George Justice, Editor

Talking about Austen

The Talk in Jane Austen

Edited by Bruce Stovel and Lynn Weinlos Gregg.
The University of Alberta Press, 2002.
xxiii + 269 pages. Paper. $29.95 (Canada)

Reviewed by Patricia Michaelson.

This is a book one should not judge by its cover. There we see a woman with her mouth hanging open; she appears to be talking, but her face is utterly without expression. Yet the 15 essays in this excellent volume demonstrate how full of purpose Austen’s dialogues are. The Talk in Jane Austen is revealing, powerful, witty, even sly, but never expressionless.

The essays were first delivered as conference papers at the 1999 JASNA Annual General Meeting in Jasper, Alberta and, while some have been revised for publication, they are all accessible, even conversational. There is (inevitably) some repetition: when talking about talk, who could ignore Miss Bates, Mrs. Elton, or John Thorpe? Yet each essay adds insight and nuance in persuading us “how much the everyday activity of conversation can accomplish.”

Most of the essays emphasize the power of talk in revealing character, both within the novels and to the reader. There is a general consensus on what Austen wants us to admire in a speaker. We learn to disdain those characters who talk without listening, or who merely follow the formal rules of conversation. On the other hand, we are to admire characters who are genuinely open, who listen and learn, who say what needs to be said, but without rancor.

The key to true conversation, as Bruce Stovel argues, is exchange, and yet asking makes one vulnerable. Stovel contrasts various kinds of rhetorical questions (posed by the likes of Lucy Steele and Sir Thomas Bertram) with the more rare consultative questions, ones without predetermined answers. As he says, “only a person who can ask real questions can think and develop”; only when Mr. Darcy really asks is he accepted. Jeffrey Herrle points to the selfishness revealed by characters who do not listen. Ronald Hall also emphasizes the growth that only takes places when one listens, even if one isn’t part of the conversation: Anne Eliott’s “underspeaking and overhearing” are crucial, but not unique. The proposal scenes epitomize the “exchange” required in conversation. Sarah S.G. Frantz shows us how they reveal “the hero’s understanding of his own moral education,” while Kay Young identifies “crux conversations” that move the plot and mark stages of learning.

Some of the other essays contrast the conversational rules and stereotypes Austen inherited with the speech of Austen’s characters. Jocelyn Harris argues that Austen used, but resisted, three stereotypes of speaking women: “the silent woman, the shrew, and the bluestocking.” Because we have access to Fanny Price’s thoughts, she can be silent yet “sentient and passionate”; Elizabeth Bennet is outspoken, but readers are also aware of her humility. Isobel Grundy takes up another stereotype, that of the talkative servant, and shows how it is transformed, and made by turns infuriating and sympathetic, in the case of Miss Bates. Linda Bree focuses on Persuasion and “the way in which Austen explores the interplay between the proprieties of conversation and the attempts of honest and open people to achieve communication in a revealing, exciting, and intensely moving way.”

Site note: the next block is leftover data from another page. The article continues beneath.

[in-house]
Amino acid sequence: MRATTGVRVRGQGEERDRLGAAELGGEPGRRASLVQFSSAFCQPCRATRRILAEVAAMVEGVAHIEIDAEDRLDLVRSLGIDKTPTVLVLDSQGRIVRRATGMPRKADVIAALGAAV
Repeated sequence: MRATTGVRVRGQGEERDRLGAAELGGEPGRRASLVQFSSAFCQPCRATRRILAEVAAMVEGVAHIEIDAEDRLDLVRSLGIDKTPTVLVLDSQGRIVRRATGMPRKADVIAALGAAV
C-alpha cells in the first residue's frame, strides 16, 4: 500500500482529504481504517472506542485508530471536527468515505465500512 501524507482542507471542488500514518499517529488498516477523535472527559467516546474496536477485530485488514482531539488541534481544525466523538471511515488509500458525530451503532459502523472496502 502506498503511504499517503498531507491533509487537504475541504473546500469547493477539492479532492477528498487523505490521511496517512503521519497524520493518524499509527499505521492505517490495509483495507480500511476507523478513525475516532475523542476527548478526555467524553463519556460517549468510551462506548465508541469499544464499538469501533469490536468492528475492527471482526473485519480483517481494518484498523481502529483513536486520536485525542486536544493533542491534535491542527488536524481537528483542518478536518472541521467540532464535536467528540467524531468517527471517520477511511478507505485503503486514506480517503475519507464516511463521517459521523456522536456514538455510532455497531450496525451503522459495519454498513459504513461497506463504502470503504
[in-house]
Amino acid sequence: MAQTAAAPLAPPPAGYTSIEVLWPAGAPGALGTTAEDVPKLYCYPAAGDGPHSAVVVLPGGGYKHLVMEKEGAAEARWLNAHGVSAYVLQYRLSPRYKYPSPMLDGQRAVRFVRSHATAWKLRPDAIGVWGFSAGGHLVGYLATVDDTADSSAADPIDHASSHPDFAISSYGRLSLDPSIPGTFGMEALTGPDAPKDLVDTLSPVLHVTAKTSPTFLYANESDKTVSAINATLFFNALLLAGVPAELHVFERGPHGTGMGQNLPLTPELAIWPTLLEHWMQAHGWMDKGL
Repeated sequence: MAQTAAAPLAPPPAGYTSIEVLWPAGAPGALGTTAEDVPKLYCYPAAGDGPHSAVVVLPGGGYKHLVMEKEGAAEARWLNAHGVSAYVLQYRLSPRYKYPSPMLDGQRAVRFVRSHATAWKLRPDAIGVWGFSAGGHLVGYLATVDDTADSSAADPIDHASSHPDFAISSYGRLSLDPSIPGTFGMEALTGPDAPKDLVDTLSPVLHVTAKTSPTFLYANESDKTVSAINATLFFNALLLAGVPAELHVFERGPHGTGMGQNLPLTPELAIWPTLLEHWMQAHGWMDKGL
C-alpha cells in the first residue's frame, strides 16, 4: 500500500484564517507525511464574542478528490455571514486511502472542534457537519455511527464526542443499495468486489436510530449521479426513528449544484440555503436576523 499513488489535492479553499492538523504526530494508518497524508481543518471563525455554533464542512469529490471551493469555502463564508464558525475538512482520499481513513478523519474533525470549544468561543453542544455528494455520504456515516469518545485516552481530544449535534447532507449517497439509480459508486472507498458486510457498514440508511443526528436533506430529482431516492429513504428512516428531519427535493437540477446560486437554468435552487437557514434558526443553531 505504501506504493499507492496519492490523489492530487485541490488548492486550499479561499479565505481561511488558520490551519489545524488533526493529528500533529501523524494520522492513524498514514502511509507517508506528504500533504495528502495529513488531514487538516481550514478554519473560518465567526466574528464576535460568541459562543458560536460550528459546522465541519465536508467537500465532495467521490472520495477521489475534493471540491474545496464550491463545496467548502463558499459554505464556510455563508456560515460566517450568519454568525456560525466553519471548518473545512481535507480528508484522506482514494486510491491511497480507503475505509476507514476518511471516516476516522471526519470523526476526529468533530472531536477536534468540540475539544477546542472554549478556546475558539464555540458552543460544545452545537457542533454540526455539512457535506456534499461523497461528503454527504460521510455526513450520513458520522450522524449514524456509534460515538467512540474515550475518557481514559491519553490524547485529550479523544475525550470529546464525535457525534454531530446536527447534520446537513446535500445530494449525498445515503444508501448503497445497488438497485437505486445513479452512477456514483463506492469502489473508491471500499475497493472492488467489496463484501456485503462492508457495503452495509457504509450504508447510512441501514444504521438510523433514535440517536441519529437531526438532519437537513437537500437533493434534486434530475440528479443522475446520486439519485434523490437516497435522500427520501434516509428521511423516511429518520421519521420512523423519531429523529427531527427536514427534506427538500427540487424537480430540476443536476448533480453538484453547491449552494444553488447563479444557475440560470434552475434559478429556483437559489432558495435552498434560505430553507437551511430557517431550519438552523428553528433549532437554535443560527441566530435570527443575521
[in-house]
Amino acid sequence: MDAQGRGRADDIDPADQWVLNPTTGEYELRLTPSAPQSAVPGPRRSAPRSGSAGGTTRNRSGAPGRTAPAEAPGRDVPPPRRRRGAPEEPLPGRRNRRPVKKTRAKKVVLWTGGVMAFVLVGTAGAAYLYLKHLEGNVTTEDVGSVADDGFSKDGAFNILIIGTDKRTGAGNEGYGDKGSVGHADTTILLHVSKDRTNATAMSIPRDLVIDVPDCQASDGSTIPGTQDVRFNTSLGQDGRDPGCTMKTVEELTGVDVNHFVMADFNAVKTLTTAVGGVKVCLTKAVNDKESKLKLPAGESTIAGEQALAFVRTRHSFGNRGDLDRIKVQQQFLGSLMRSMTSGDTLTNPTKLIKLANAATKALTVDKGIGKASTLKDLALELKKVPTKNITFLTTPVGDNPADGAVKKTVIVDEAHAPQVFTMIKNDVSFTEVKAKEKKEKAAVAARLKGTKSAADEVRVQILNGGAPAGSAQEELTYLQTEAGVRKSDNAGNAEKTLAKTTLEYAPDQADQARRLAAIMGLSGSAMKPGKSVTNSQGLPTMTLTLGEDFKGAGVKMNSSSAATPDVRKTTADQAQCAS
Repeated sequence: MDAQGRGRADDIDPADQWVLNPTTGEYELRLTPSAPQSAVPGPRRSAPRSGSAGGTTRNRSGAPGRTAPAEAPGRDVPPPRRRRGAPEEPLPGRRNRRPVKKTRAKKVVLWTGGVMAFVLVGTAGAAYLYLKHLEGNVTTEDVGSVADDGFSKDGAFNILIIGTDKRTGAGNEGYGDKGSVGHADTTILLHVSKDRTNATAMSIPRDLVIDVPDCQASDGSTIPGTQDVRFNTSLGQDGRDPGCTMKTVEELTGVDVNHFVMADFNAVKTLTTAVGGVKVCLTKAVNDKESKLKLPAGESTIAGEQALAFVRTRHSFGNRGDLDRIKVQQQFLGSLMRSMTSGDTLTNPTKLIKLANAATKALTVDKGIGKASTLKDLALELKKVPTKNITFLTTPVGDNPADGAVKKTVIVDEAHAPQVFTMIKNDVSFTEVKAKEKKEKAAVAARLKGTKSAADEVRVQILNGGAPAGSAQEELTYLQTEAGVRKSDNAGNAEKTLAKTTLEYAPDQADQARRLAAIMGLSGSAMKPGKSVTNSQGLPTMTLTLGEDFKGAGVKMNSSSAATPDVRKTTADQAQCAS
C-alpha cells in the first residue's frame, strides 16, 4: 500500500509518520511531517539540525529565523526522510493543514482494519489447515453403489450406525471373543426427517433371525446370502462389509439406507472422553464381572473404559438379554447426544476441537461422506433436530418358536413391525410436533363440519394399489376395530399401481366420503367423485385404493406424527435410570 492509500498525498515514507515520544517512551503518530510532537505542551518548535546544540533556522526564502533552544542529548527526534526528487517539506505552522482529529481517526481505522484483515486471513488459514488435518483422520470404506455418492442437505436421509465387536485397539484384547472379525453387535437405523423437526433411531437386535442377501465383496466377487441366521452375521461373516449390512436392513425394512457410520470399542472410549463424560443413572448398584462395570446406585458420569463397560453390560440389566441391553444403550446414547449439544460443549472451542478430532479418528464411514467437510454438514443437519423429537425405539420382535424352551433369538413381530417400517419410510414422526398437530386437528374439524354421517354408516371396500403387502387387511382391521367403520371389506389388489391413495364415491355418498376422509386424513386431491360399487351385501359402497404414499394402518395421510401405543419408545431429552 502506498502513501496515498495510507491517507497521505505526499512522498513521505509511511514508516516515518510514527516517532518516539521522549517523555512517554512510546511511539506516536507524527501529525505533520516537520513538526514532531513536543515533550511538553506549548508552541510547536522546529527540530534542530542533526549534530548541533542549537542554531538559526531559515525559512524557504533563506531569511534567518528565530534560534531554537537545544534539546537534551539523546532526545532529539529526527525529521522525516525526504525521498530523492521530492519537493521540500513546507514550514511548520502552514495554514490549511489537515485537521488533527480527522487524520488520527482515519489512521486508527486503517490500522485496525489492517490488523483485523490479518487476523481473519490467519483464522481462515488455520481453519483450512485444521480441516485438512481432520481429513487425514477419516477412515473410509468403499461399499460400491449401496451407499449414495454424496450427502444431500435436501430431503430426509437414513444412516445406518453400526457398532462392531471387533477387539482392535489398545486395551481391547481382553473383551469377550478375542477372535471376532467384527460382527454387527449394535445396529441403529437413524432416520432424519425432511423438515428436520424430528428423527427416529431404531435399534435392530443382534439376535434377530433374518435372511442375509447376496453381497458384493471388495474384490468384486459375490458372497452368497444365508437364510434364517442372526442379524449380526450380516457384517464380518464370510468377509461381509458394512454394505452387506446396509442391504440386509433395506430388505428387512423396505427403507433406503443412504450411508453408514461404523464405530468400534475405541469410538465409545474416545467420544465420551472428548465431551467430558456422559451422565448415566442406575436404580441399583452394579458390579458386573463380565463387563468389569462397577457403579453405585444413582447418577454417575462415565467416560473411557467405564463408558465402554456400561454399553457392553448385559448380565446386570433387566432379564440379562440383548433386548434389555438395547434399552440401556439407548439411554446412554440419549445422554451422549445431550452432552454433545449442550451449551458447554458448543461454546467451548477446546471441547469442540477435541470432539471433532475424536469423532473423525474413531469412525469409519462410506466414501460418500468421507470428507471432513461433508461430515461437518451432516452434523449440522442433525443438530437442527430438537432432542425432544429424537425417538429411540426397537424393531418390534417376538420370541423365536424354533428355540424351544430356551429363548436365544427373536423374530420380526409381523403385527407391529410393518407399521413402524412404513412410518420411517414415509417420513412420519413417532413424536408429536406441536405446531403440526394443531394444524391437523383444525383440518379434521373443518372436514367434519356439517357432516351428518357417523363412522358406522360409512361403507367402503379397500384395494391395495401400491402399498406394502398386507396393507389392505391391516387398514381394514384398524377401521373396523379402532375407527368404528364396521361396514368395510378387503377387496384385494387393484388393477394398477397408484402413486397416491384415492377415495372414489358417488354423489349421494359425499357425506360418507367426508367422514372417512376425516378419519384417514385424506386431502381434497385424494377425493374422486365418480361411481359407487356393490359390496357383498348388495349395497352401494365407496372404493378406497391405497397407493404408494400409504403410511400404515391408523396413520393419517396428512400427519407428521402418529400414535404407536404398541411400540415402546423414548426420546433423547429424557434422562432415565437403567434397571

Other essays consider how abusive speakers can be when they take advantage of another’s hesitance to be rude. Juliet McMaster explores the habits of “verbal aggressors” like Mrs. Elton, Lady Catherine, and Mrs. Norris, showing us the range of tactics Austen gives them. Lesley Willis Smith looks at the indirect underhandedness of Lucy Steele and Mrs. Elton while arguing these characters’ importance to their novels. Jan Fergus turns to the power of heroines like Elizabeth and Emma, whose irony deflects male power and sets the very terms of the conversation.

All of these essays link conversation to character. One essay, by Gary Kelly, sets a different agenda: he is interested not so much in the nuances of meaning within the novels, but in how Austen’s novels affected her readers. His argument that Austen’s narration “helps found the modern state in the (idealized) image and interests of people like herself” seems overstated only, perhaps, because his argument requires a much longer elaboration and much more evidence than he could provide in a conference paper. Still, it’s a fascinating and suggestive thesis.

The final essays are equally, and delightfully, suggestive. Steven D. Scott’s claim that Mary Bennet stands in for Austen herself at first sounds absurd, but it occasions a closer and more sympathetic look at Mary than we normally take. I myself don’t believe in treating characters as if they were people, independent of the author’s intention in creating them. But it is fun to speculate. Nora Foster Stovel imagines Elizabeth as trying to attract Mr. Darcy all along. Elizabeth Newark, bowing to temptation, creates conversations that Austen chose not to give us: Mr. Elton’s successful proposal to Miss Hawkins, Mr. Elliot’s seduction of Mrs. Clay, and so on. With disbelief suspended, she gives us more Jane Austen. And isn’t that what we all wish for?

Patricia Howell Michaelson is Associate Professor of Literary Studies at the University of Texas at Dallas, and is the author of Speaking Volumes: Women, Reading, and Speech in the Age of Austen (2002).

JASNA News v.20, no. 3, Winter 2004, p. 23

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